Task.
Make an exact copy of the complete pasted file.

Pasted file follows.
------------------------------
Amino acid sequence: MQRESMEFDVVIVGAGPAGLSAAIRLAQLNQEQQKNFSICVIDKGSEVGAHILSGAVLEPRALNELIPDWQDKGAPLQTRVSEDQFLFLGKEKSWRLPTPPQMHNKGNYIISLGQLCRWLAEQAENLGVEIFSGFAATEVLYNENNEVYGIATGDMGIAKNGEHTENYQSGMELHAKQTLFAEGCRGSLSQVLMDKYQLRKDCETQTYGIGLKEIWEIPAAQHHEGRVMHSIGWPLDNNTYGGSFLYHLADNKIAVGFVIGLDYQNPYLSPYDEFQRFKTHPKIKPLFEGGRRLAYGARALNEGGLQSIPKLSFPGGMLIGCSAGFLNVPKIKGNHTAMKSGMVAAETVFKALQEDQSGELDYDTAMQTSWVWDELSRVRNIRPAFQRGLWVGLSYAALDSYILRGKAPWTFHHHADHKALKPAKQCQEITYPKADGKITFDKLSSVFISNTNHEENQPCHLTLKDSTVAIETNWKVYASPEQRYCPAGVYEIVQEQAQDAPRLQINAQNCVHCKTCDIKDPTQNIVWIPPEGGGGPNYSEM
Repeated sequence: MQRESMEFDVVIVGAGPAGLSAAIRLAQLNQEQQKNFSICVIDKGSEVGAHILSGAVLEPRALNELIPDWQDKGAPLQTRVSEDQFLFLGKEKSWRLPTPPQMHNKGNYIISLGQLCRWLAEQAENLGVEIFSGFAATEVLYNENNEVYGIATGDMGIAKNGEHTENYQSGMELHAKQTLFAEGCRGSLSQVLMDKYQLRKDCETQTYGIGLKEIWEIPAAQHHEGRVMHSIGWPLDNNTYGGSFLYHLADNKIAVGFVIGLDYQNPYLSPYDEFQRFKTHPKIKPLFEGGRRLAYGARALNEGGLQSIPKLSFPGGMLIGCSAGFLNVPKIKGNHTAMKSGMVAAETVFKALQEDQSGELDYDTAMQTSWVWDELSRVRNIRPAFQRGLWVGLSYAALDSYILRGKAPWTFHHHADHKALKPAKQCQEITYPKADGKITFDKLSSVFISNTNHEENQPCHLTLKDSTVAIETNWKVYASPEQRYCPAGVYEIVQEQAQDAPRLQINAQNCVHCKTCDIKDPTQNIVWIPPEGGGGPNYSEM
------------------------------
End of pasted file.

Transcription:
Amino acid sequence: MQRESMEFDVVIVGAGPAGLSAAIRLAQLNQEQQKNFSICVIDKGSEVGAHILSGAVLEPRALNELIPDWQDKGAPLQTRVSEDQFLFLGKEKSWRLPTPPQMHNKGNYIISLGQLCRWLAEQAENLGVEIFSGFAATEVLYNENNEVYGIATGDMGIAKNGEHTENYQSGMELHAKQTLFAEGCRGSLSQVLMDKYQLRKDCETQTYGIGLKEIWEIPAAQHHEGRVMHSIGWPLDNNTYGGSFLYHLADNKIAVGFVIGLDYQNPYLSPYDEFQRFKTHPKIKPLFEGGRRLAYGARALNEGGLQSIPKLSFPGGMLIGCSAGFLNVPKIKGNHTAMKSGMVAAETVFKALQEDQSGELDYDTAMQTSWVWDELSRVRNIRPAFQRGLWVGLSYAALDSYILRGKAPWTFHHHADHKALKPAKQCQEITYPKADGKITFDKLSSVFISNTNHEENQPCHLTLKDSTVAIETNWKVYASPEQRYCPAGVYEIVQEQAQDAPRLQINAQNCVHCKTCDIKDPTQNIVWIPPEGGGGPNYSEM
Repeated sequence: MQRESMEFDVVIVGAGPAGLSAAIRLAQLNQEQQKNFSICVIDKGSEVGAHILSGAVLEPRALNELIPDWQDKGAPLQTRVSEDQFLFLGKEKSWRLPTPPQMHNKGNYIISLGQLCRWLAEQAENLGVEIFSGFAATEVLYNENNEVYGIATGDMGIAKNGEHTENYQSGMELHAKQTLFAEGCRGSLSQVLMDKYQLRKDCETQTYGIGLKEIWEIPAAQHHEGRVMHSIGWPLDNNTYGGSFLYHLADNKIAVGFVIGLDYQNPYLSPYDEFQRFKTHPKIKPLFEGGRRLAYGARALNEGGLQSIPKLSFPGGMLIGCSAGFLNVPKIKGNHTAMKSGMVAAETVFKALQEDQSGELDYDTAMQTSWVWDELSRVRNIRPAFQRGLWVGLSYAALDSYILRGKAPWTFHHHADHKALKPAKQCQEITYPKADGKITFDKLSSVFISNTNHEENQPCHLTLKDSTVAIETNWKVYASPEQRYCPAGVYEIVQEQAQDAPRLQINAQNCVHCKTCDIKDPTQNIVWIPPEGGGGPNYSEM